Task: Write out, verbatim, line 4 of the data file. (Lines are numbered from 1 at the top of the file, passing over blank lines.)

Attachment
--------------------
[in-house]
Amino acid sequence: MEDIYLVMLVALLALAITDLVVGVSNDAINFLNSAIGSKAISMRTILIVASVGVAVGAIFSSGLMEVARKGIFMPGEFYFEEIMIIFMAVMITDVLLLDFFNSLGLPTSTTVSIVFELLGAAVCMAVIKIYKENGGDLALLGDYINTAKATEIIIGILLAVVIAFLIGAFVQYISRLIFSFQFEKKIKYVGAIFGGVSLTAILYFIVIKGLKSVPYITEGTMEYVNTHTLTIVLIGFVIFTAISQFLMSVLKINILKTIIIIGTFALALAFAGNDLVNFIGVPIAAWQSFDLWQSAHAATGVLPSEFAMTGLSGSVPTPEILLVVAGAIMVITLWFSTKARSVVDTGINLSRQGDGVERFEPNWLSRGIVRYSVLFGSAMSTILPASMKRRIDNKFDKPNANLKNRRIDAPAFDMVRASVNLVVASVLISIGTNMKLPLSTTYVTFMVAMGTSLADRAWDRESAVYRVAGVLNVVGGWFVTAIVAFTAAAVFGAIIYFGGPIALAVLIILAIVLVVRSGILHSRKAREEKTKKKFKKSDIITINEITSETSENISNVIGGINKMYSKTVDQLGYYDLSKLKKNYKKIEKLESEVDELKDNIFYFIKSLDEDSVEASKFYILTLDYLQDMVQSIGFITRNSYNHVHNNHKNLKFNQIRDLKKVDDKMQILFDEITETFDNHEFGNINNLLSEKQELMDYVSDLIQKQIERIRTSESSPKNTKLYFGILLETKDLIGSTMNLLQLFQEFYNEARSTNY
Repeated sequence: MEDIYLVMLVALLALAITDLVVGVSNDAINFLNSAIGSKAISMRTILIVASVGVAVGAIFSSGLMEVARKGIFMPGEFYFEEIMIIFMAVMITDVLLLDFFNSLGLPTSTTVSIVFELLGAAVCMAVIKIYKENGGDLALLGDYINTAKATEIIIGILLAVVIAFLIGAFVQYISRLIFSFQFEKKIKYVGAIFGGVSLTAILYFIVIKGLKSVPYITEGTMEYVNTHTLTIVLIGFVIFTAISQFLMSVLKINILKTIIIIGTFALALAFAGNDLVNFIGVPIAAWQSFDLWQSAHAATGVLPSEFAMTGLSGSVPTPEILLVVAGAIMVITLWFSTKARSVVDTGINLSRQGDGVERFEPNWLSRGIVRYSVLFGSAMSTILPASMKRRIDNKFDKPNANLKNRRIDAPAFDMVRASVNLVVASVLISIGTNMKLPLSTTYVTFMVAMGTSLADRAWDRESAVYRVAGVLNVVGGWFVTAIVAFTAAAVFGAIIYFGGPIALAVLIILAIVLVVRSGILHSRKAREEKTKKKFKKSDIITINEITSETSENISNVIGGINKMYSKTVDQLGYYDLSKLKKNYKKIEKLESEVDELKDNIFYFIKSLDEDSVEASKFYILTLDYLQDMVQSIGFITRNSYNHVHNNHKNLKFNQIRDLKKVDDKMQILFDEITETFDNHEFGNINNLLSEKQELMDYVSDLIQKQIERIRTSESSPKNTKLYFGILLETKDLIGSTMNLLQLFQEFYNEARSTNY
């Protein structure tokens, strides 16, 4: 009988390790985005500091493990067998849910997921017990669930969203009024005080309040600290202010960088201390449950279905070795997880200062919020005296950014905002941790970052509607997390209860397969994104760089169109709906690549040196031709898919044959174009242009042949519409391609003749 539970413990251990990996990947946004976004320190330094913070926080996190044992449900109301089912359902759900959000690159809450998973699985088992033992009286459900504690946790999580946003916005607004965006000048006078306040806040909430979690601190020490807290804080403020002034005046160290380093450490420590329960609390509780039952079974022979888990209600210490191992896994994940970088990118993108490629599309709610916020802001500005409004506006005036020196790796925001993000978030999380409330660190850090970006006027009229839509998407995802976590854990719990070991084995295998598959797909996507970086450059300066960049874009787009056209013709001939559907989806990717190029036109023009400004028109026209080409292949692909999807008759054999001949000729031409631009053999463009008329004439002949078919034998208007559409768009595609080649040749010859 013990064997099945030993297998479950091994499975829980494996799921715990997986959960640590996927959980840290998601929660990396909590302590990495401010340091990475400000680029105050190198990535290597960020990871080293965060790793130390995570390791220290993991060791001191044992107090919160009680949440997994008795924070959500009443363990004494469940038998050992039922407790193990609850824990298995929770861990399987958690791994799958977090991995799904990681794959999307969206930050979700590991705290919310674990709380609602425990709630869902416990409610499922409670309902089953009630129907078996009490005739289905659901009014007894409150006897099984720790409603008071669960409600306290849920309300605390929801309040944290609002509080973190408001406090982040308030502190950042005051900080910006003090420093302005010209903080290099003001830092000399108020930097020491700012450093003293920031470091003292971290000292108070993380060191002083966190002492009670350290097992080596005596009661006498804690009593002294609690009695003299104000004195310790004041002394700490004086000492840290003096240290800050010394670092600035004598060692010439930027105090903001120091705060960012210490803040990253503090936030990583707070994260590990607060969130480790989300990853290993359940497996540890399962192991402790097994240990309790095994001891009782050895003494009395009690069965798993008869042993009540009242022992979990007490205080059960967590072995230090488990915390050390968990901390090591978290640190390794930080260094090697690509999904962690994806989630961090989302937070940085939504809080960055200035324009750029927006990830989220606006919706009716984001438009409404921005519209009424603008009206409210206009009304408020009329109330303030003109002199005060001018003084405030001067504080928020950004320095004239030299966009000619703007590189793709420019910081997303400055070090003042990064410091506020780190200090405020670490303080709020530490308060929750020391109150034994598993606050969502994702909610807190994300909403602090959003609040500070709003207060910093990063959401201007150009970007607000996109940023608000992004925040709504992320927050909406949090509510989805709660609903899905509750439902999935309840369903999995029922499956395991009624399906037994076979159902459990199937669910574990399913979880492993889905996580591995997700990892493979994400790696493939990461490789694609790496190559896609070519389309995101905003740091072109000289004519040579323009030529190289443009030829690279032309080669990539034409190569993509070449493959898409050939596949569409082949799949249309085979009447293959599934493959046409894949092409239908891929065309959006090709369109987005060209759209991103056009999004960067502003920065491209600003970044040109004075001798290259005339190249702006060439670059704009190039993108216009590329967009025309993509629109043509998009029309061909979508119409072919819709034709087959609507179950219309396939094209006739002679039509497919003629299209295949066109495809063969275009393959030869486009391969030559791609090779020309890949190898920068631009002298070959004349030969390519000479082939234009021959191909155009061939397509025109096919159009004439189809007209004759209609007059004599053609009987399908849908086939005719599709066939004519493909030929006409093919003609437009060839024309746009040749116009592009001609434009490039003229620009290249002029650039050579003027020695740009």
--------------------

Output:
């Protein structure tokens, strides 16, 4: 009988390790985005500091493990067998849910997921017990669930969203009024005080309040600290202010960088201390449950279905070795997880200062919020005296950014905002941790970052509607997390209860397969994104760089169109709906690549040196031709898919044959174009242009042949519409391609003749 539970413990251990990996990947946004976004320190330094913070926080996190044992449900109301089912359902759900959000690159809450998973699985088992033992009286459900504690946790999580946003916005607004965006000048006078306040806040909430979690601190020490807290804080403020002034005046160290380093450490420590329960609390509780039952079974022979888990209600210490191992896994994940970088990118993108490629599309709610916020802001500005409004506006005036020196790796925001993000978030999380409330660190850090970006006027009229839509998407995802976590854990719990070991084995295998598959797909996507970086450059300066960049874009787009056209013709001939559907989806990717190029036109023009400004028109026209080409292949692909999807008759054999001949000729031409631009053999463009008329004439002949078919034998208007559409768009595609080649040749010859 013990064997099945030993297998479950091994499975829980494996799921715990997986959960640590996927959980840290998601929660990396909590302590990495401010340091990475400000680029105050190198990535290597960020990871080293965060790793130390995570390791220290993991060791001191044992107090919160009680949440997994008795924070959500009443363990004494469940038998050992039922407790193990609850824990298995929770861990399987958690791994799958977090991995799904990681794959999307969206930050979700590991705290919310674990709380609602425990709630869902416990409610499922409670309902089953009630129907078996009490005739289905659901009014007894409150006897099984720790409603008071669960409600306290849920309300605390929801309040944290609002509080973190408001406090982040308030502190950042005051900080910006003090420093302005010209903080290099003001830092000399108020930097020491700012450093003293920031470091003292971290000292108070993380060191002083966190002492009670350290097992080596005596009661006498804690009593002294609690009695003299104000004195310790004041002394700490004086000492840290003096240290800050010394670092600035004598060692010439930027105090903001120091705060960012210490803040990253503090936030990583707070994260590990607060969130480790989300990853290993359940497996540890399962192991402790097994240990309790095994001891009782050895003494009395009690069965798993008869042993009540009242022992979990007490205080059960967590072995230090488990915390050390968990901390090591978290640190390794930080260094090697690509999904962690994806989630961090989302937070940085939504809080960055200035324009750029927006990830989220606006919706009716984001438009409404921005519209009424603008009206409210206009009304408020009329109330303030003109002199005060001018003084405030001067504080928020950004320095004239030299966009000619703007590189793709420019910081997303400055070090003042990064410091506020780190200090405020670490303080709020530490308060929750020391109150034994598993606050969502994702909610807190994300909403602090959003609040500070709003207060910093990063959401201007150009970007607000996109940023608000992004925040709504992320927050909406949090509510989805709660609903899905509750439902999935309840369903999995029922499956395991009624399906037994076979159902459990199937669910574990399913979880492993889905996580591995997700990892493979994400790696493939990461490789694609790496190559896609070519389309995101905003740091072109000289004519040579323009030529190289443009030829690279032309080669990539034409190569993509070449493959898409050939596949569409082949799949249309085979009447293959599934493959046409894949092409239908891929065309959006090709369109987005060209759209991103056009999004960067502003920065491209600003970044040109004075001798290259005339190249702006060439670059704009190039993108216009590329967009025309993509629109043509998009029309061909979508119409072919819709034709087959609507179950219309396939094209006739002679039509497919003629299209295949066109495809063969275009393959030869486009391969030559791609090779020309890949190898920068631009002298070959004349030969390519000479082939234009021959191909155009061939397509025109096919159009004439189809007209004759209609007059004599053609009987399908849908086939005719599709066939004519493909030929006409093919003609437009060839024309746009040749116009592009001609434009490039003229620009290249002029650039050579003027020695740009």